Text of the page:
The Swiss National Bank has provided the first official estimate of how much Indian money has been put away in Swiss bank accounts: $2.5 billion at the end of 2010. Since Switzerland has traditionally been considered a favourite banking destination for capital that has flown out of India, the recent estimate suggests that the amount of Indian money in foreign banks is far more modest than what most Indians believe.
Now compare this with what Global Financial Integrity, a US group that is considered an authority on these matters, has said in its recent reports: around $462 billion of Indian money is stashed away abroad. So where is the rest of the money?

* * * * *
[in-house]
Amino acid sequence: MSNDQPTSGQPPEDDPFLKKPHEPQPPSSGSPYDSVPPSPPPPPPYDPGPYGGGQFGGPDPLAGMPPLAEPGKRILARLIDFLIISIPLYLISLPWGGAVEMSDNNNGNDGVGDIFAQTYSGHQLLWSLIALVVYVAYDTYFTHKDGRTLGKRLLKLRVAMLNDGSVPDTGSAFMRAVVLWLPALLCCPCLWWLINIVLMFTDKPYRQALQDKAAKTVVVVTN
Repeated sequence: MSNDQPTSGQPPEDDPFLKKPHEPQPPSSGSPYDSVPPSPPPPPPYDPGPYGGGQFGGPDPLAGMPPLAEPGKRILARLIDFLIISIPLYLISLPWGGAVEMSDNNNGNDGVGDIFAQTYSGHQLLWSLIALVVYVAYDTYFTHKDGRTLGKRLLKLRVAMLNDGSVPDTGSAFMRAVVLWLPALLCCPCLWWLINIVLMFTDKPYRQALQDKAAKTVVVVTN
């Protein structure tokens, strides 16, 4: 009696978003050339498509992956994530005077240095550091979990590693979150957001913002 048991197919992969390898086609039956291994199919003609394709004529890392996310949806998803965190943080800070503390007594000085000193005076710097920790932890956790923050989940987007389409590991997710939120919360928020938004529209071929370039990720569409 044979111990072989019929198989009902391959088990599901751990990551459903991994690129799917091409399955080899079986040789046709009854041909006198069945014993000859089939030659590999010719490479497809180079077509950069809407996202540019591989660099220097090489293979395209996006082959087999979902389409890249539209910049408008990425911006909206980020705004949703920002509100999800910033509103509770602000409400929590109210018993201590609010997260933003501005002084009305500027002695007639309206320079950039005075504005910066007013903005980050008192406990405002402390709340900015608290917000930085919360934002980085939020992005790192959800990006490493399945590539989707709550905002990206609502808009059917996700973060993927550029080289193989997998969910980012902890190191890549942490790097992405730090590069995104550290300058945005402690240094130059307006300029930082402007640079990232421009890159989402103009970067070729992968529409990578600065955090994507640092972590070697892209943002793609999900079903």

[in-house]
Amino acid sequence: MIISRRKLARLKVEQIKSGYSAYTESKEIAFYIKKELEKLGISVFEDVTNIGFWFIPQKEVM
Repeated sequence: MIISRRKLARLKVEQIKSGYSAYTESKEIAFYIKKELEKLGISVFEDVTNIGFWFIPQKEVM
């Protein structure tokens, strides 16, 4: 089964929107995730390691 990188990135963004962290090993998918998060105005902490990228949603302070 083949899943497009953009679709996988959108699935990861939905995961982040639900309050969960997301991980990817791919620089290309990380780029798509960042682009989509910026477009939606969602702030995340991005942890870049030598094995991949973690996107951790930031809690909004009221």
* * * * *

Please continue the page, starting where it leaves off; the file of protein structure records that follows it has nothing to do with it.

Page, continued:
There are two possibilities. First, Indian money is being held in Swiss banks through an intricate web of investment companies that have been registered in tax havens around the world, not surprising to anybody who remembers the money trail in the Bofors case. So the official Swiss numbers do not capture the full extent of the illegal hoard.
The second possibility is that Indians have moved money out of Switzerland ahead of a possible treaty between the two countries to share financial information. Wealth managers have hinted at this possibility in private. The money has either moved to other countries or been routed back to India. One theory doing the rounds is that the strong export figures in recent months despite a weak global economy can be explained by the return of black money back into India through over-invoicing of exports.
Black money stashed away in foreign banks has been a hot-button issue in recent years, with estimates of as high as $1.5 trillion being bandied about. The numbers put out by the Swiss authorities suggest that number is far lower. The truth almost definitely lies somewhere in between.